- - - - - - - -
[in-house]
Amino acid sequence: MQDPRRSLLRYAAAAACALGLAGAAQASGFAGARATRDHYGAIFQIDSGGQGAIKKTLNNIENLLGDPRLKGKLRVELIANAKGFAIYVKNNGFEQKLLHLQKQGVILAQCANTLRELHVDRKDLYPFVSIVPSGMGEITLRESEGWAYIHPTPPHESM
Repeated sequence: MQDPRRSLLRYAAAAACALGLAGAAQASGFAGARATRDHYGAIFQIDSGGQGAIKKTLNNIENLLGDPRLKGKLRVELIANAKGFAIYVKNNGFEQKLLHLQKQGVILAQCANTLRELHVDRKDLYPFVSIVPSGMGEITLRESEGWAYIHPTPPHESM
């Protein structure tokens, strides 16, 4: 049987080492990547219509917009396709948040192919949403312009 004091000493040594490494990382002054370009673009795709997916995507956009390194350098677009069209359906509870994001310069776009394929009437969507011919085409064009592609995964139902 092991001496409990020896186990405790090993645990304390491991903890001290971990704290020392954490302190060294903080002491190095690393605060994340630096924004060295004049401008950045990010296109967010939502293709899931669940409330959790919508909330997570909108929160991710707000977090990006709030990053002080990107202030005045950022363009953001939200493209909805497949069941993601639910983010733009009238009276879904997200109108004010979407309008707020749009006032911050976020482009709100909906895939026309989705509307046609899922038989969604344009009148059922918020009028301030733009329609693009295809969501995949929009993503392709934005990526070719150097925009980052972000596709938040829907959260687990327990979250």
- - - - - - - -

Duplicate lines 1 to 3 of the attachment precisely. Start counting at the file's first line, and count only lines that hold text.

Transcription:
[in-house]
Amino acid sequence: MQDPRRSLLRYAAAAACALGLAGAAQASGFAGARATRDHYGAIFQIDSGGQGAIKKTLNNIENLLGDPRLKGKLRVELIANAKGFAIYVKNNGFEQKLLHLQKQGVILAQCANTLRELHVDRKDLYPFVSIVPSGMGEITLRESEGWAYIHPTPPHESM
Repeated sequence: MQDPRRSLLRYAAAAACALGLAGAAQASGFAGARATRDHYGAIFQIDSGGQGAIKKTLNNIENLLGDPRLKGKLRVELIANAKGFAIYVKNNGFEQKLLHLQKQGVILAQCANTLRELHVDRKDLYPFVSIVPSGMGEITLRESEGWAYIHPTPPHESM